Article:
Human Rights Commissioner on the awarding of the United Nations Educational, Scientific and Cultural Organisation (UNESCO) World Press Freedom Prize to Egyptian photojournalist Mahmoud Abu Zeid
Bärbel Kofler, Federal Government Commissioner for Human Rights Policy and Humanitarian Aid at the Federal Foreign Office, issued the following statement today (2 May) on the awarding of the UNESCO/Guillermo Cano World Press Freedom Prize 2018 to the detained Egyptian photojournalist Mahmoud Abu Zeid (known as Shawkan):
I am pleased that UNESCO has awarded this year’s Press Freedom Prize to the Egyptian photojournalist Mahmoud Abu Zeid, who is also known as Shawkan. An independent international jury awarded him the prize for “his courage, resistance and commitment to freedom of expression”.
I welcome the attention that the prize will bring to Shawkan’s case. The German Government has repeatedly expressed its profound concern on Mr Abu Zeid’s treatment by the Egyptian authorities. On 3 March 2017, the public prosecution office called for the death penalty to be handed down to all 739 defendants in the case, including Mr Abu Zeid. Prior to this, he had been remanded in custody from August 2013 to December 2016 without charges.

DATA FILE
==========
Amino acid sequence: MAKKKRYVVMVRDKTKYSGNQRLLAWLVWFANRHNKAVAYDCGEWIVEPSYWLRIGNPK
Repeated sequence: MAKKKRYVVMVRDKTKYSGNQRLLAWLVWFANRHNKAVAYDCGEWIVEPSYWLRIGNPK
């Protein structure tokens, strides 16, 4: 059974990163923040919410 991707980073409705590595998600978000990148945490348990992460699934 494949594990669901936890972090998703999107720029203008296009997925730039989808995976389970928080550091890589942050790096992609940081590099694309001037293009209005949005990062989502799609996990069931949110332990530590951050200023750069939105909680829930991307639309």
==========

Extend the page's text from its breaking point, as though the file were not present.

The UN Working Group on Arbitrary Detention has qualified Mr Abu Zeid’s arrest and detention as arbitrary and contrary to the rights and freedoms laid down in the Universal Declaration of Human Rights and the International Covenant on Civil and Political Rights. However, respect for human rights and a free civil society are basic prerequisites for social harmony and lasting stability, and also the best defence against radicalisation and extremism. I thus encourage the Egyptian authorities to create conditions in which journalists and other members of civil society can do their work unhindered – work that is important for the country.
Distributed by APO Group on behalf of Germany - Federal Foreign Office.